So that’s it. I’ve pretty much run out of things to write about. And the packing needs to start. As I said earlier, I might still write posts for this blog, they’ll just have a different focus until I return to Norway. Writing here has served as a great capsule for my memories: it started off as something for others, but I think it ended up being more for me. It’s been space for me to experience catharsis and vent. And it’s been an exciting way for me to immediately share what have been truly amazing experiences for me in a country that I love. I’ve learned in the past that neither I nor my listeners have the patience for long stories after trips. And many of the stories in this blog would be lost to bad memory and sloth if I hadn’t written them down. I’m glad I did.

I’ve been away for almost a quarter of a year. That’s not much for some, but it’s the longest I’ve ever been away from home. Living here with Tonje was the best experience I’ve had so far in my life. Experiencing all that Norway has to offer was an added bonus. Although I now have a pretty good sense of what this country is about, I also have just barely scratched its surface in many ways. And I can’t wait to get back here and work on becoming a true Norwegian.

This trip was great because I found out that yes, Tonje and I live well together. I also got to experience a lot of what Norway has to offer. But spending lots of alone time in a foreign country while constantly making subconscious comparisons to your cultural reference points and your own personal preferences will also teach you a lot about yourself. The things that lie close to your heart are hard to say because words make those feelings seem small. Letting others read those thoughts makes what seemed monumental in your mind just words, something really ordinary. And although I hope that those of you who’ve read this have been entertained, and maybe intrigued sometimes, I also hope that you’ve seen what this place means to me: something beyond the words.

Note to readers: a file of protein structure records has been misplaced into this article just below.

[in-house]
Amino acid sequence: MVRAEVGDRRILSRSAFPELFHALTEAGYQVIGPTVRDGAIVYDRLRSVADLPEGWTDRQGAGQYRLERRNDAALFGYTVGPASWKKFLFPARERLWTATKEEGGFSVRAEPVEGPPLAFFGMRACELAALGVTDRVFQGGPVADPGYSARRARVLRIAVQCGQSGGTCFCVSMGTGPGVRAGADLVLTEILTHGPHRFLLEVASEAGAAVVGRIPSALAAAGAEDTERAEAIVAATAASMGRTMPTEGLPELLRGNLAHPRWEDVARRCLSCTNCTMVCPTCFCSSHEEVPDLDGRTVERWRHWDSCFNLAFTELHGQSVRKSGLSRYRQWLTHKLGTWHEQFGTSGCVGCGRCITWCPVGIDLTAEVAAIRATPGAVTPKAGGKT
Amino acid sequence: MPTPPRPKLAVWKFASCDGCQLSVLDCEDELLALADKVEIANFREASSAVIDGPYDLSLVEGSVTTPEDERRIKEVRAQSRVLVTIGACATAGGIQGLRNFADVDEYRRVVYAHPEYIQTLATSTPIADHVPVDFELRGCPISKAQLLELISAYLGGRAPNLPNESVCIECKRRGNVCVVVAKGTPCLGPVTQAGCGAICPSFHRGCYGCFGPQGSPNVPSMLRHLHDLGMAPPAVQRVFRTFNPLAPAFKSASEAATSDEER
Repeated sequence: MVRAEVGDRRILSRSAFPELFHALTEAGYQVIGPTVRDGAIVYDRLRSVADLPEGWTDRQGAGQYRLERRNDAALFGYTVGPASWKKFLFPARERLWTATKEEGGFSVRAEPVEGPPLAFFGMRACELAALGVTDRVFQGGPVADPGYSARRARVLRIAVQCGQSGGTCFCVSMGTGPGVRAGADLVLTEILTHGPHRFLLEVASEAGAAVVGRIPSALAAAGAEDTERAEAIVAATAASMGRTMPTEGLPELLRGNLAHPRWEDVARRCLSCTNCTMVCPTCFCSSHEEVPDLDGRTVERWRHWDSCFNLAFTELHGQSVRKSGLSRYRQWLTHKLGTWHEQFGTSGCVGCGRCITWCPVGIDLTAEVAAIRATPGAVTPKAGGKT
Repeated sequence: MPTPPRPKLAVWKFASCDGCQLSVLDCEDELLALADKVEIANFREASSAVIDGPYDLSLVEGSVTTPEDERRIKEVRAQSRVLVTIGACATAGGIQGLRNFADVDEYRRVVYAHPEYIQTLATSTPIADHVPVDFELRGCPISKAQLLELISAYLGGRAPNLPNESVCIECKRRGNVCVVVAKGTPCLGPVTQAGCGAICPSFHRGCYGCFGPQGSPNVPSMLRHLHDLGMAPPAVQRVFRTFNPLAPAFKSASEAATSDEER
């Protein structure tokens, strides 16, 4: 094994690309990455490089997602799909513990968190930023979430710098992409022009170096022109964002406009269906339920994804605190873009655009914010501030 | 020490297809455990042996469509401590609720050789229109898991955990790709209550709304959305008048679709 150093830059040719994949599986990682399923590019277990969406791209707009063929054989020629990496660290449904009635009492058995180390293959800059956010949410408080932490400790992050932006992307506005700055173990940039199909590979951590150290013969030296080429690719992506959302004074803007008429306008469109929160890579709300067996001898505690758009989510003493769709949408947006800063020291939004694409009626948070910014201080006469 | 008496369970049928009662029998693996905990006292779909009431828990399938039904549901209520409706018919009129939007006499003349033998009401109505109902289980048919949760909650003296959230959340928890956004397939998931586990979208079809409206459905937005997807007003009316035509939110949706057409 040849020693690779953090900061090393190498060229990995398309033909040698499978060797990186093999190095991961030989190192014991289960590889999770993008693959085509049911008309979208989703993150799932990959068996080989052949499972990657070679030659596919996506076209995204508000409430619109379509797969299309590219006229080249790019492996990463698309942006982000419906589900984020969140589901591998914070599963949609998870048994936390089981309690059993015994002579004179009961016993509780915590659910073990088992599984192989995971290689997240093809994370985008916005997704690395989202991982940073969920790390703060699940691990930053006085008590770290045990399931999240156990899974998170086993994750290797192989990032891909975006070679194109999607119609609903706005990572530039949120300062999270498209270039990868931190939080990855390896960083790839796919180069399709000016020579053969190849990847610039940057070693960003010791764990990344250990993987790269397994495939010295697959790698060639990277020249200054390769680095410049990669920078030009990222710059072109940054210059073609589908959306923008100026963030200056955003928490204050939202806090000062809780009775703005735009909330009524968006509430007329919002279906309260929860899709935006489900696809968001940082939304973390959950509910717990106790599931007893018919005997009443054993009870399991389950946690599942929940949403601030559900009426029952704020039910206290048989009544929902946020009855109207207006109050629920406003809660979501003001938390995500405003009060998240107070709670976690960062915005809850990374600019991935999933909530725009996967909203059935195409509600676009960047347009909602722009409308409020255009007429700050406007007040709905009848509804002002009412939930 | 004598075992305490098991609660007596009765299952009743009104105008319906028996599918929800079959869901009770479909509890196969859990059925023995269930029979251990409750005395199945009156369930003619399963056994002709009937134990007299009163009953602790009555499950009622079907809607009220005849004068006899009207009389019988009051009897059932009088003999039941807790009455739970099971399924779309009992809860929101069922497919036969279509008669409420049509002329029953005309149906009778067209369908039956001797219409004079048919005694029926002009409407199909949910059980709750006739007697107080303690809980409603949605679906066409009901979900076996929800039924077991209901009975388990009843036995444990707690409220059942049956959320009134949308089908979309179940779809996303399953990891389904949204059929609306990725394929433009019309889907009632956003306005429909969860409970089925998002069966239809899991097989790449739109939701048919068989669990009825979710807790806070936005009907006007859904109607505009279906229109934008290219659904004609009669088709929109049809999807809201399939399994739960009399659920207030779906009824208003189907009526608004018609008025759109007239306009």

I may move here next year. I don’t know. We’ll see how the job search goes. But if it’s not next year, then I know it’ll happen sometime in the future. And whenever that is, Norway will still be here, unchanged, because that’s how it always is. I’ll pack my bags and take a last shot of akevit. I’ll walk to the bus station, bumping shoulders with passersby along the way, closing my eyes and thinking about my car. Somewhere, an inventory manager will be wondering why the sudden spike in Budweiser sales has slowed. And I’ll miss Norway before I’ve even left it.

Ha det bra, Norway.


  1. I'm a Canuck, via 15 years in the UK (mostly Scotland) living here since September. And most of what you say definitely accords with my experiences. Your comments about Norge having implemented more EU rules than any other country is interesting, and i'd like to find out more. This is the first time i have not lived in a Free Trade country in a very long time and i didn't realize how much i took it for granted -- even perhaps was a bit opposed to Free Trade. But as a consumer, my oh my, what a difference!
    The one thing i would add to your stock of comments is that old chestnut - "Det er Norge", which i get told every time i ask why one of the nonsensical things that puzzle me is happening! Det er Norge, indeed! Thanks for a good read...

  2. Thanx for the post, very interesting info, i am from Cyprus and i want to move to Norway. I decided to open a business in Norway, and i discovered a company which helped me to do that
    I would like to make a lot of friends in that country, coz living alone is awfull :(